Pavements and roads that soak up rainwater and roofs that are covered in vegetation are set to become more familiar sights in Hammersmith & Fulham. Across the globe, many cities are now adopting ‘Green Infrastructure’ (GI) as they look to cope with increasing populations while making the best use of rain water by preventing it from seeping into their sewers. Now, Hammersmith & Fulham (H&F) Council is set to become one of the first local authorities in the country to follow suit by including the provision of GI, or Sustainable Drainage Systems (SuDS), in its new Water Management Policy. H&F Council argues that GI is a much more environmentally-friendly way of dealing with rainwater than simply increasing the size of the sewer network as Thames Water intends to by constructing the £4.2billion, 16 mile, Thames Tideway Tunnel. Evidence from major world cities, such as Philadelphia, Chicago and Milwaukee, shows that a combined solution using green infrastructure, which prevent fresh water from overloading the combined sewer network, is likely to be the best way forward for London rather than a tunnel on its own. The new Water Management Policy means that building scheme approvals in H&F will have to consider the implications for flood risk and to assess the feasibility of installing sustainable drainage. It will also see each council department work to develop green infrastructure and sustainable drainage policies and will consider whether there are opportunities for more areas to implement sustainable drainage and flood risk mitigation measures. Cllr Nicholas Botterill, H&F Council Leader said: “We are setting the example nationally by practising what we preach. In more ecologically enlightened cities in America, Scandinavia and Northern Europe, planners are no longer looking at ‘grey infrastructure’ storage solutions such as large tunnels in isolation anymore. “It is vital that we follow their example and redirect surface water runoff from the sewerage system and return it to the natural ecosystem or store it for use in times of drought. Sustainable drainage measures such as green roofs, permeable paving, rain gardens, rainwater harvesting and rills and swales offer a holistic solution to our water management problems and a far cheaper and less disruptive alternative to the Tideway Tunnel. “By failing to deal with the root of the problem, which is too much rainwater entering the sewers, Thames Water is building a bigger bath to stop water from overflowing instead of turning the taps off.” Philadelphia is currently undergoing a radical transformation, with permeable pavements, green roofs and infiltration trenches installed to stop fresh rain-water flooding into sewers in the first place. The man responsible for much of this ‘greening’, Dr Mark Maimone, Vice President of water management experts CDM Smith, recently said that London should follow this example and consign the idea of a tunnel-based solution to the scrapheap. He said: “London is eminently suitable for greening. There is more space here than there is in the denser areas of Philadelphia where we are doing it right now and Philadelphia has to handle twice as many combined sewer overflows as London does.” Thames Water has long argued that the Tideway Tunnel is necessary to prevent millions of litres of sewage being pumped into the river each year. Carnwath Road on the Fulham riverside is set to bear the brunt of the disruption from major excavation work, while 14million Thames Water customers are set to pay an extra £80 a year for life on water bills. Six primary schools and two secondary schools are all within a mile of the site with some residents living just 10 yards away from where the deep sewer drilling work could happen. There are also concerns over the fumes, noise, dust and effect on already congested roads, while some people may need to move home. The council has tried to block Thames Water’s plans because at no stage during their consultation were all the options to clean up the river open for discussion. Carnwath Road was only introduced as Thames Water’s ‘preferred option’ in phase 2 of the consultation after Thames Water decided against using Barn Elms, south of the river, as a main drive site. It is not too late to have your say! An open hearing of the Planning Inspectorate, which is looking into Thames Water’s 50,000 page planning application for the scheme, takes place on Wednesday November 20 at The Worx, 10 Heathmans Road, Fulham SW6 4TJ. Registration to speak at the hearing opens at 9am with the full meeting starting from 9:30am.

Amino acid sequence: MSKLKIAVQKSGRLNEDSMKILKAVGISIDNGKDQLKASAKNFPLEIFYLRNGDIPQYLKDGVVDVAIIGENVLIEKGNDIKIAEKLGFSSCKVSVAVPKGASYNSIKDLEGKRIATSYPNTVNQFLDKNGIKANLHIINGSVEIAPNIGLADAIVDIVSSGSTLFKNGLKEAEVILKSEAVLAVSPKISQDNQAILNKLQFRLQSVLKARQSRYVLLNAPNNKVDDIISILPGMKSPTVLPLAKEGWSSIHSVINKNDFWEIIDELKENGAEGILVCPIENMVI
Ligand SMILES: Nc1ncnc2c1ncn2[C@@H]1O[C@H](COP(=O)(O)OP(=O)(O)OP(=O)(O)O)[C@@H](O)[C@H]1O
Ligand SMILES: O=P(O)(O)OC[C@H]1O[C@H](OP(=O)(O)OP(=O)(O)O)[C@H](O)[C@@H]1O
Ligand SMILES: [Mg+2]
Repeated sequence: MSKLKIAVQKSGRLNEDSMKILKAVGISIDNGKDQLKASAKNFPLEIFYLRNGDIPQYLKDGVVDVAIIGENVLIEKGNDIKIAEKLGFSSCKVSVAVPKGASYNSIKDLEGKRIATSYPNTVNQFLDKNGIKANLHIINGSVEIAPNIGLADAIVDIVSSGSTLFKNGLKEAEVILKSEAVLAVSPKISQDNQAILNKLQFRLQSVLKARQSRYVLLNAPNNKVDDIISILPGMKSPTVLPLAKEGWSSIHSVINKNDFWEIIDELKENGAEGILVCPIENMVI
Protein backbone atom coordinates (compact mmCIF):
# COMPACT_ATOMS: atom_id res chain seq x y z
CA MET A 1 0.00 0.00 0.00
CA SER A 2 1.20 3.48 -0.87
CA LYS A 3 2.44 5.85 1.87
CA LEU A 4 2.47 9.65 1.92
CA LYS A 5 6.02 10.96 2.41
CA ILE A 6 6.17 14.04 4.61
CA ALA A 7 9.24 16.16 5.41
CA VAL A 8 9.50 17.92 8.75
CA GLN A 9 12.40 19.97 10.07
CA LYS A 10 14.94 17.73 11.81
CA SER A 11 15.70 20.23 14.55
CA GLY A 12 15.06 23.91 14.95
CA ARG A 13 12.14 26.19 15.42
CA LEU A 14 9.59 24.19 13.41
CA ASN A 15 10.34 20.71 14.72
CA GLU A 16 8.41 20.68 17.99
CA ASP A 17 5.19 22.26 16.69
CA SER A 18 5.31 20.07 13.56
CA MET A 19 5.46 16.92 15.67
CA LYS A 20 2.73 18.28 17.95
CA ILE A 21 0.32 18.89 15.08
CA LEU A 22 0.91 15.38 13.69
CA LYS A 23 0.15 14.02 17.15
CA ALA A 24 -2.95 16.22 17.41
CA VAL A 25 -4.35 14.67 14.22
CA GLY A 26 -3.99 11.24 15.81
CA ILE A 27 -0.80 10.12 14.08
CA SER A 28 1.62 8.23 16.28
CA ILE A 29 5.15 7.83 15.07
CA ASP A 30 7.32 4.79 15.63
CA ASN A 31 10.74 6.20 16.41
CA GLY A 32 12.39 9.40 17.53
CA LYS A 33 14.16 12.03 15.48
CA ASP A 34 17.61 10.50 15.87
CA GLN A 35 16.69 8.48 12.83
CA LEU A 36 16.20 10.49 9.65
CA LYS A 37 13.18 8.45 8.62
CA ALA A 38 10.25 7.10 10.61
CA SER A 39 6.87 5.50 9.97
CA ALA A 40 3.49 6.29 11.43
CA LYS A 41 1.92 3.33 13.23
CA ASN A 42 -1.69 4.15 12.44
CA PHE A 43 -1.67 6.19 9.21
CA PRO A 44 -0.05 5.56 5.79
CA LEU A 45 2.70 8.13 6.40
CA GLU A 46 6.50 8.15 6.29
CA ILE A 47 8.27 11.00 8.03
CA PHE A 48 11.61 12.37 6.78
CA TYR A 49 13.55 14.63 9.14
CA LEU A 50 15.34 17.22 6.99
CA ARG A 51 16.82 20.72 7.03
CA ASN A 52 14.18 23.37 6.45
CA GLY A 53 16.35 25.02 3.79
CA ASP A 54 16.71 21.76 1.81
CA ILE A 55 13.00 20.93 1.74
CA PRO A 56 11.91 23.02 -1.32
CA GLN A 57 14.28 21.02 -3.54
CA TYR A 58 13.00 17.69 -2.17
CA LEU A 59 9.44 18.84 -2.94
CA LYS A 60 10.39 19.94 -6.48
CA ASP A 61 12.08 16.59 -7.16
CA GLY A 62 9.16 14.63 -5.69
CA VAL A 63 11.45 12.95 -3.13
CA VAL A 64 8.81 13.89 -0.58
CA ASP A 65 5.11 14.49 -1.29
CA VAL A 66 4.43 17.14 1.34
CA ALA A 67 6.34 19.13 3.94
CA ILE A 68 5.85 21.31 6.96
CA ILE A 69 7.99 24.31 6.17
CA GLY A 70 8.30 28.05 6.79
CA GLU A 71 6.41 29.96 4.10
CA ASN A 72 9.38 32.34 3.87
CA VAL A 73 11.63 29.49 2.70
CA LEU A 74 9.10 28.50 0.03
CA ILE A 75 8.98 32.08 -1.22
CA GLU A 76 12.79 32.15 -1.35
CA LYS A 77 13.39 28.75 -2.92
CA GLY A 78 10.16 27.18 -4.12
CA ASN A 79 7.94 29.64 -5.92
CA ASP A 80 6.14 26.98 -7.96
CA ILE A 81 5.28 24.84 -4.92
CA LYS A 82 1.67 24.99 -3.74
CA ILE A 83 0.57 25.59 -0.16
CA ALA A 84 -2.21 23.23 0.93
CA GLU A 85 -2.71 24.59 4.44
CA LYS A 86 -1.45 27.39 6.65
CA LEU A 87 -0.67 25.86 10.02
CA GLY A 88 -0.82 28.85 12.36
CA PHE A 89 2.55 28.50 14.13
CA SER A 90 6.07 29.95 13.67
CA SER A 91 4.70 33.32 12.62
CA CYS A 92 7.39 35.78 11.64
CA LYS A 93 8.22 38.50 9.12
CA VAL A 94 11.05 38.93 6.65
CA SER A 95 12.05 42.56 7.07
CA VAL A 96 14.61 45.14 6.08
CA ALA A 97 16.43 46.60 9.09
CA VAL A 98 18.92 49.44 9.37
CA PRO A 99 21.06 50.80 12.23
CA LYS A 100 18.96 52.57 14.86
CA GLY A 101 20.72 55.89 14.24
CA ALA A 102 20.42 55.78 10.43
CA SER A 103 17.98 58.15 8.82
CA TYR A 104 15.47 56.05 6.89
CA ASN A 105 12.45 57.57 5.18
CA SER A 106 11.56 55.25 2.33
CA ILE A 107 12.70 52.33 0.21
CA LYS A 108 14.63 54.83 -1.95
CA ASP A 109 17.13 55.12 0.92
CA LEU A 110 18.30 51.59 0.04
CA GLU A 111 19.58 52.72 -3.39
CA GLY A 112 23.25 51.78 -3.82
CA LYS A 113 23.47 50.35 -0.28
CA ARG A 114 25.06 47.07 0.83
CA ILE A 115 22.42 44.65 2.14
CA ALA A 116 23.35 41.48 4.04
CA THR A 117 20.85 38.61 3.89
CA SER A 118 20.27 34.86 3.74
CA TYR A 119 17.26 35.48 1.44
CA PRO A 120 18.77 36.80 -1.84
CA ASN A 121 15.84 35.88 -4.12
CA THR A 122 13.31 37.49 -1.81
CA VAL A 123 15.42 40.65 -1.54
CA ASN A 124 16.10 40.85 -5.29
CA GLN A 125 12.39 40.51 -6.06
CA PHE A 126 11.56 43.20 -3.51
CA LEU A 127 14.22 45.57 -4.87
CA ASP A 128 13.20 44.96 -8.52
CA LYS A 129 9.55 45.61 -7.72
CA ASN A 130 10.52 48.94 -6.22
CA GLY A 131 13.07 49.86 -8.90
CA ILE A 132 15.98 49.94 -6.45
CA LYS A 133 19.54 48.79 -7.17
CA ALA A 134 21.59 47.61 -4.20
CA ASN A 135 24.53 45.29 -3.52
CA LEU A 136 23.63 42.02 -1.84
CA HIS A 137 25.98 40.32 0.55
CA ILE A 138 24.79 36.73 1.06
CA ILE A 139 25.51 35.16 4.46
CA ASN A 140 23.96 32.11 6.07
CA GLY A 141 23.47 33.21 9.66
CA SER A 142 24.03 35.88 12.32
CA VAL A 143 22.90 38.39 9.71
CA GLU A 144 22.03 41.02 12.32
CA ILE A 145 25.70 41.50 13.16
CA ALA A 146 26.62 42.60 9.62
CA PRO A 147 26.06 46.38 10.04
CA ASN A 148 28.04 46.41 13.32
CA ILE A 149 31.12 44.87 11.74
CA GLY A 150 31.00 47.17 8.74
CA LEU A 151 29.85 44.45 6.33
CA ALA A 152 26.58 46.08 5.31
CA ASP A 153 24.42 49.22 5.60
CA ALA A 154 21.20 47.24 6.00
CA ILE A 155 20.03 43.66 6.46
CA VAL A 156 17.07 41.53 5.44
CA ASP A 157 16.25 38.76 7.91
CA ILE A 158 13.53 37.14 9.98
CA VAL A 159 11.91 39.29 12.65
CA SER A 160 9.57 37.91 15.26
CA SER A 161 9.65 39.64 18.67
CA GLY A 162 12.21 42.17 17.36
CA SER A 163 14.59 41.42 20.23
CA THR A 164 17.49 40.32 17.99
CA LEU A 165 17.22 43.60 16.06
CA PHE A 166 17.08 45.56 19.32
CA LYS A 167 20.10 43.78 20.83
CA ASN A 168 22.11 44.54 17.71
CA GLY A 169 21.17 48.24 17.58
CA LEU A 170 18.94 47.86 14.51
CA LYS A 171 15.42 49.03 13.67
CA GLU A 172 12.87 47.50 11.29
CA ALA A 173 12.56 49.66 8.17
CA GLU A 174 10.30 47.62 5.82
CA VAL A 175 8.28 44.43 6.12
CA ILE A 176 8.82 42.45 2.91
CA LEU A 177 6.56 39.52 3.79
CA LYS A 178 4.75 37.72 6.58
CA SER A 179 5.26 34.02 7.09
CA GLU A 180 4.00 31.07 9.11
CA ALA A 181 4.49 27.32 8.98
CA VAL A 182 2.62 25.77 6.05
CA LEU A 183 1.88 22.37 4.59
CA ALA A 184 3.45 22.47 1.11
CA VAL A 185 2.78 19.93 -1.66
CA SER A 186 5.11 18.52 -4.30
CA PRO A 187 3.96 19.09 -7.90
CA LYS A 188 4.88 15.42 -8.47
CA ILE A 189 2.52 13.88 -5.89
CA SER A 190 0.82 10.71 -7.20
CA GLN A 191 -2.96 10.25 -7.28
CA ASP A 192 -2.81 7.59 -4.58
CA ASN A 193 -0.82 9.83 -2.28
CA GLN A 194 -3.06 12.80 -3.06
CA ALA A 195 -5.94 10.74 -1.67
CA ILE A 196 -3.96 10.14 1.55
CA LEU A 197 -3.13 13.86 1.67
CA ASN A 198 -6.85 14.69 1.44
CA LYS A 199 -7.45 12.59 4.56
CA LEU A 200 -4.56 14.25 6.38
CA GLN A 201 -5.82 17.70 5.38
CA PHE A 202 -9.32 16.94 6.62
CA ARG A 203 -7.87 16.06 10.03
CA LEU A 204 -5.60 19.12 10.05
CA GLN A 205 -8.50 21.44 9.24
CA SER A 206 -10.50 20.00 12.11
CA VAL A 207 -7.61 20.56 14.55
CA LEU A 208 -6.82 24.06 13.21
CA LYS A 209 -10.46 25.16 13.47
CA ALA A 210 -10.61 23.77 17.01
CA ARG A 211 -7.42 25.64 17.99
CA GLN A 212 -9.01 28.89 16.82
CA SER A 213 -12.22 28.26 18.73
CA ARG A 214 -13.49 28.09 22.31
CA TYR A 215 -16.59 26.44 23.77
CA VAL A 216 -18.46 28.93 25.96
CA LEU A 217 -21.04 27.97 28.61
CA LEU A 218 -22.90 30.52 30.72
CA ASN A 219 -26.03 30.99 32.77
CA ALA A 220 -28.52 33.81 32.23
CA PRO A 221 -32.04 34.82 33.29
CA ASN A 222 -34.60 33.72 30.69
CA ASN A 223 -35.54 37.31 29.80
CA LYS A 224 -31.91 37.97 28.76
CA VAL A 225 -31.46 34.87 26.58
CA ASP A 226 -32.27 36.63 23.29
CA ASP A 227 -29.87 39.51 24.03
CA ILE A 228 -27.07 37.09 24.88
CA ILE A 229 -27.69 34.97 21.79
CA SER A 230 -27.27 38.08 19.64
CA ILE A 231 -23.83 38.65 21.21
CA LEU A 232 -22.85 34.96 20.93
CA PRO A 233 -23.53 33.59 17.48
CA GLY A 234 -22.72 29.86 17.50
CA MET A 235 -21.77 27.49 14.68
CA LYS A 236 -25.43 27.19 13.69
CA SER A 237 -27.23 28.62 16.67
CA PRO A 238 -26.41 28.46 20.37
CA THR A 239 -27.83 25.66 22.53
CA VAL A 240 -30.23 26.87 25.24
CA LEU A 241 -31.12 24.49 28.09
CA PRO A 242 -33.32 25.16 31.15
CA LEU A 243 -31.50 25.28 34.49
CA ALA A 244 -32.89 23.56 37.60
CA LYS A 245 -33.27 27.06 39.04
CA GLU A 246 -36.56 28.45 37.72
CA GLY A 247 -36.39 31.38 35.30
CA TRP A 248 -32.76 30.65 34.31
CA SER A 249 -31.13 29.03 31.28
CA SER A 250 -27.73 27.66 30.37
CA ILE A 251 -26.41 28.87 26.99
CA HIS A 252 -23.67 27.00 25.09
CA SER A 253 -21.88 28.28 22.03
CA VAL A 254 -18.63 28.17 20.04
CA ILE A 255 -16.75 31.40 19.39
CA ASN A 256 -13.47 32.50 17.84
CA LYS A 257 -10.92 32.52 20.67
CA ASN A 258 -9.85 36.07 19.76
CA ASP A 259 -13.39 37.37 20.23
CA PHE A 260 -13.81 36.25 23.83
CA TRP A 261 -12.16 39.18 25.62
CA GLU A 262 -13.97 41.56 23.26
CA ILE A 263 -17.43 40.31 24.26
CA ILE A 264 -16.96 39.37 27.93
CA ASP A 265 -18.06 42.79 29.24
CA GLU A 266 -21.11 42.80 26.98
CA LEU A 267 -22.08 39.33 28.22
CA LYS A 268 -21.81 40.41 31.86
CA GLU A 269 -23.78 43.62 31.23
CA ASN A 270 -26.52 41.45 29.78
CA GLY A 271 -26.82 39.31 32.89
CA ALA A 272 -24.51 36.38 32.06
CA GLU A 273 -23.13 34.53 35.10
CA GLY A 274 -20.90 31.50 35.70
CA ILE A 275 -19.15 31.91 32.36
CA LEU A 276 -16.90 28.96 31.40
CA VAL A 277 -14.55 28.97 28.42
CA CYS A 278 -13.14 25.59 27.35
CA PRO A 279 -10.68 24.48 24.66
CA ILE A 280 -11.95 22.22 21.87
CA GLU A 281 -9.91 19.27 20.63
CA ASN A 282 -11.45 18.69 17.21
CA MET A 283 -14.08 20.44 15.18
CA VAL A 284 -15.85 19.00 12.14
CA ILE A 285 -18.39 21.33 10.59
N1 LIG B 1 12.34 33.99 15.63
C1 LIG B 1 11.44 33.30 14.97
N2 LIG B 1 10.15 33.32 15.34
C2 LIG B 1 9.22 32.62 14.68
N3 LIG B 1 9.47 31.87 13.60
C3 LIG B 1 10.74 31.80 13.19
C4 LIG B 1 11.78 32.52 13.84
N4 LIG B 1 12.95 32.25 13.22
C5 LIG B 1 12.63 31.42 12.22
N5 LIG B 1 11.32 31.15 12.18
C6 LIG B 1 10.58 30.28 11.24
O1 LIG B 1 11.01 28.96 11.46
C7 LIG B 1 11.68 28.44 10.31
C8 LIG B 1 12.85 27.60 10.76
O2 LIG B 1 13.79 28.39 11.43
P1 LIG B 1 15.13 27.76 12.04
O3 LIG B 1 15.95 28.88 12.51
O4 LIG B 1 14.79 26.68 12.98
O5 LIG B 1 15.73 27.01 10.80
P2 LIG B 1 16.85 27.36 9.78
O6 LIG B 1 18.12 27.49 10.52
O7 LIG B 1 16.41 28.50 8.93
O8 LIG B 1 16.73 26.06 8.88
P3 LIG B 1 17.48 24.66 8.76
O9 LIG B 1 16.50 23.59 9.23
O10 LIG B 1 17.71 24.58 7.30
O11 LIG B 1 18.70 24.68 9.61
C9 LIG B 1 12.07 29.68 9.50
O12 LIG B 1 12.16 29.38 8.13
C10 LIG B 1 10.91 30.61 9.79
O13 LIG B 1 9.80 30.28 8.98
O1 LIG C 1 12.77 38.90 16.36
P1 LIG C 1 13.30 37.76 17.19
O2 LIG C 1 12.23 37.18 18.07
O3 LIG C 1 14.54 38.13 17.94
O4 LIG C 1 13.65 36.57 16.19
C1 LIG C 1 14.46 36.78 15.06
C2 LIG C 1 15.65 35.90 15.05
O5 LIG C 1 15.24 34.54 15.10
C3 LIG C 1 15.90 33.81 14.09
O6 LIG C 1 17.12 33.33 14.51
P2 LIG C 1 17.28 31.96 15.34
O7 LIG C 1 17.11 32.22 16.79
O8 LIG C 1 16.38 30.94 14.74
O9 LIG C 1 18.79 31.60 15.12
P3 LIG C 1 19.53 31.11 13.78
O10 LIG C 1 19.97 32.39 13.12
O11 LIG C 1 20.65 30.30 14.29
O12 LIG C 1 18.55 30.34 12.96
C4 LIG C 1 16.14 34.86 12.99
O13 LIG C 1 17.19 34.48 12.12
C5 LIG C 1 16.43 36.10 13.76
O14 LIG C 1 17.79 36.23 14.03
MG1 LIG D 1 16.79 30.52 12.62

Sweeping reforms to new social housing tenancies in Kensington & Chelsea